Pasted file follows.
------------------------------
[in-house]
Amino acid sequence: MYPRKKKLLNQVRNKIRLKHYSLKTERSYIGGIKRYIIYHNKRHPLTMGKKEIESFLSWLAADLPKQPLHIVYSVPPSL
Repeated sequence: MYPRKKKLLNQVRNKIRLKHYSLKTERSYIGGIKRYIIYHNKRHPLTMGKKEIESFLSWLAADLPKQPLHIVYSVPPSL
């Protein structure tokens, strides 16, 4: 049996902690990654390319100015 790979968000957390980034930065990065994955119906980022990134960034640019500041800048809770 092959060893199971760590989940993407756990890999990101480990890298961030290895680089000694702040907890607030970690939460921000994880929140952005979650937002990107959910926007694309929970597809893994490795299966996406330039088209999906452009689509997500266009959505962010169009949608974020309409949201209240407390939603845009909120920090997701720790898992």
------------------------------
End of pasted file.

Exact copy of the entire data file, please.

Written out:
[in-house]
Amino acid sequence: MYPRKKKLLNQVRNKIRLKHYSLKTERSYIGGIKRYIIYHNKRHPLTMGKKEIESFLSWLAADLPKQPLHIVYSVPPSL
Repeated sequence: MYPRKKKLLNQVRNKIRLKHYSLKTERSYIGGIKRYIIYHNKRHPLTMGKKEIESFLSWLAADLPKQPLHIVYSVPPSL
């Protein structure tokens, strides 16, 4: 049996902690990654390319100015 790979968000957390980034930065990065994955119906980022990134960034640019500041800048809770 092959060893199971760590989940993407756990890999990101480990890298961030290895680089000694702040907890607030970690939460921000994880929140952005979650937002990107959910926007694309929970597809893994490795299966996406330039088209999906452009689509997500266009959505962010169009949608974020309409949201209240407390939603845009909120920090997701720790898992």